Introduction to Hoffman / Relief Contrast
Relief Contrast is exactly Hoffman Modulation Contrast (HMC), with a minor difference that Zeiss and Leica uses Hoffman Modulation Contrast (HMC) term but Olympus calls is Relief Contrast (RC) and Nikon names it Advanced Modulation Contrast (AMC). Regardless of the name, this is an imaging technique for enhancing the contrast. Like normal phase contrast imaging a biological specimen does not required any staining. Robert Hoffman originally invented the technique in 1975. Like differential interference contrast (DIC) technique, contrast is increased by using components in the light path that convert phase gradients in the specimen into differences in light intensity that are rendered in an image that appears three-dimensional (3D). The 3D appearance of a specimen may often be misleading because a feature that appears to cast a shadow may not necessarily have a distinct physical geometry corresponding to the shadow. HMC systems typically consist of a condenser with a slit aperture, an objective lens with a slit aperture, and a polariser that is fitted between the condenser and the illumination source and is used to control the degree of contrast.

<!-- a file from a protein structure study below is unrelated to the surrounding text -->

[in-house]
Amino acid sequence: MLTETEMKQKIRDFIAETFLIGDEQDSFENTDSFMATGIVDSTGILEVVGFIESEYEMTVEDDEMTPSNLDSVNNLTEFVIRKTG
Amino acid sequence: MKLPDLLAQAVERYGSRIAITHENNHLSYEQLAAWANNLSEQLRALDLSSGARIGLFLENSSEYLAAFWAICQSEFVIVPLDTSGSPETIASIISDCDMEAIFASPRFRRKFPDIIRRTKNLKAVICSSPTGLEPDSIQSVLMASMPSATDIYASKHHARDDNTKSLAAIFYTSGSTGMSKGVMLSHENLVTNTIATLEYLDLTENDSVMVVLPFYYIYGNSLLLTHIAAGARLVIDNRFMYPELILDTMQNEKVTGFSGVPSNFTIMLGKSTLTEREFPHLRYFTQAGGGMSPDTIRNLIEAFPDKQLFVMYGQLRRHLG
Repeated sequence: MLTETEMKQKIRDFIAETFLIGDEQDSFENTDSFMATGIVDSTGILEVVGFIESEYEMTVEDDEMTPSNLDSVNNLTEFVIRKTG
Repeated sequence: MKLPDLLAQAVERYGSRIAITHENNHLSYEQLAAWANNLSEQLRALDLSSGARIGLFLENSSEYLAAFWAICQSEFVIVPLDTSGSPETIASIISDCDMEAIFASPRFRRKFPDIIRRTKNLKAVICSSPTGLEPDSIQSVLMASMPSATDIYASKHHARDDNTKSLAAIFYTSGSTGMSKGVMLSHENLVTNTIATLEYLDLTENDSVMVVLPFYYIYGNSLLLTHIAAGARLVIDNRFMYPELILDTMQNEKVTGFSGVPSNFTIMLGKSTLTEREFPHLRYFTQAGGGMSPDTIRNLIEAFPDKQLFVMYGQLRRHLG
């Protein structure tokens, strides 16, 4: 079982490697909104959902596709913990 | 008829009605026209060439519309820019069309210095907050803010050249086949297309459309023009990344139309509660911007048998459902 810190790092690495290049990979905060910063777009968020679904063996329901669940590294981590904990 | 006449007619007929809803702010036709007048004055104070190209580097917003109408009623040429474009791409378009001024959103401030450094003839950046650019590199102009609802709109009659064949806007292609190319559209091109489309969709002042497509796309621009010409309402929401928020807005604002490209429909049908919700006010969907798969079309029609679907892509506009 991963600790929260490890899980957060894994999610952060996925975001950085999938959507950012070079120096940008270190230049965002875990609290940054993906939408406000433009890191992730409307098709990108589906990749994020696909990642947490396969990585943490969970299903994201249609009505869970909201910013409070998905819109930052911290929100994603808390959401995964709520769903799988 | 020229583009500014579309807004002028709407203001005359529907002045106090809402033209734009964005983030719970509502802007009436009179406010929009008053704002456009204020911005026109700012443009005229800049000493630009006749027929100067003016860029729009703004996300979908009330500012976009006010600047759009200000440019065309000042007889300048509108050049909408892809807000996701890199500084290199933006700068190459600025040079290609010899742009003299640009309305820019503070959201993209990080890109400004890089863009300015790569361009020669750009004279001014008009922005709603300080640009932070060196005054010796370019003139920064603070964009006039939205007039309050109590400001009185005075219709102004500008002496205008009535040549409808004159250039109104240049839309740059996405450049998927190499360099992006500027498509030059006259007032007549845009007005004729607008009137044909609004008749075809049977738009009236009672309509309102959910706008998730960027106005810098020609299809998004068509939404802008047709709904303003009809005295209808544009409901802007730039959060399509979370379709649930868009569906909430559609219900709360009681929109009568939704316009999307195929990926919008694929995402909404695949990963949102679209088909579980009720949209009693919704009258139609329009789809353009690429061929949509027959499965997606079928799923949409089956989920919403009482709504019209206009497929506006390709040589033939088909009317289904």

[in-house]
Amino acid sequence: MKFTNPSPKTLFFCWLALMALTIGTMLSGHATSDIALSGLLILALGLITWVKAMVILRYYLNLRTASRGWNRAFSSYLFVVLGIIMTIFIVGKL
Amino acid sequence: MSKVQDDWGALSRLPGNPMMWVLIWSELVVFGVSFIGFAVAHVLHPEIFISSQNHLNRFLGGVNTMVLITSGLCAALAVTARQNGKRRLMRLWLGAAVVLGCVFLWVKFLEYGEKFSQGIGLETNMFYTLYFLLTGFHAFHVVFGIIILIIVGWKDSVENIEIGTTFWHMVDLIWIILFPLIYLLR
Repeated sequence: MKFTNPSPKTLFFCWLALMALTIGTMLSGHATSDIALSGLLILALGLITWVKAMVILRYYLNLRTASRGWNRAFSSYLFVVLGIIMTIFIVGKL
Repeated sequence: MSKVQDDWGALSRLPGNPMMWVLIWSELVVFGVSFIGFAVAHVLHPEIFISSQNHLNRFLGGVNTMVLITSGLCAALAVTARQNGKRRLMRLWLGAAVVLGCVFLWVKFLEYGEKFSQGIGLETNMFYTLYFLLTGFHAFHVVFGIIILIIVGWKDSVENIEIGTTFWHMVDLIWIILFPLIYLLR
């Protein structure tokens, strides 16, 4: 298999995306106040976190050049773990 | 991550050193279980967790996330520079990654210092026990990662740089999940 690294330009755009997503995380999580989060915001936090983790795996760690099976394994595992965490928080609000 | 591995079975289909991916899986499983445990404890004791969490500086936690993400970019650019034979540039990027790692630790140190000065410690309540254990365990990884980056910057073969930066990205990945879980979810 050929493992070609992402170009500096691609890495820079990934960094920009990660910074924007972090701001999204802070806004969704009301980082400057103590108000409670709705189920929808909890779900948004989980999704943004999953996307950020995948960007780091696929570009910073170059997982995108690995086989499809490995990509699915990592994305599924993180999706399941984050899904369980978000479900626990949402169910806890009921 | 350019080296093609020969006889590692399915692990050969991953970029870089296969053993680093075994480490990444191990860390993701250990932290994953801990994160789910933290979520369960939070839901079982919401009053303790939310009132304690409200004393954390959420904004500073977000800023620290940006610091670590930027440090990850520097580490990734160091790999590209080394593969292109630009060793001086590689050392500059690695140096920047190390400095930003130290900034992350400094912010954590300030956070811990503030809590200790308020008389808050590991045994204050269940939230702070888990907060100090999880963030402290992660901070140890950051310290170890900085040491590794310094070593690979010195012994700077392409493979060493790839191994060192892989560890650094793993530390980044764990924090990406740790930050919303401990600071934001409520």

The Relief Contrast or Hoffman Contrast technique is particularly suitable for optical sectioning at lower magnifications. Max 40x magnification is available in the market.
An example of the use of HMC illumination is in in-vitro fertilization, where under brightfield illumination the near-transparent oocyte is hard to see clearly. Reference: Three-dimensional culture of human meniscal cells: Extracellular matrix and proteoglycan production, Helen E Gruber, David Mauerhan, Yin Chow, Jane A Ingram, H James Norton, Edward N Hanley and Yubo Sun, BMC Biotechnology, 2008, 8:54, doi:10.1186/1472-6750-8-54
|Normal Phase Contrast||
Relief /Hoffman Contrast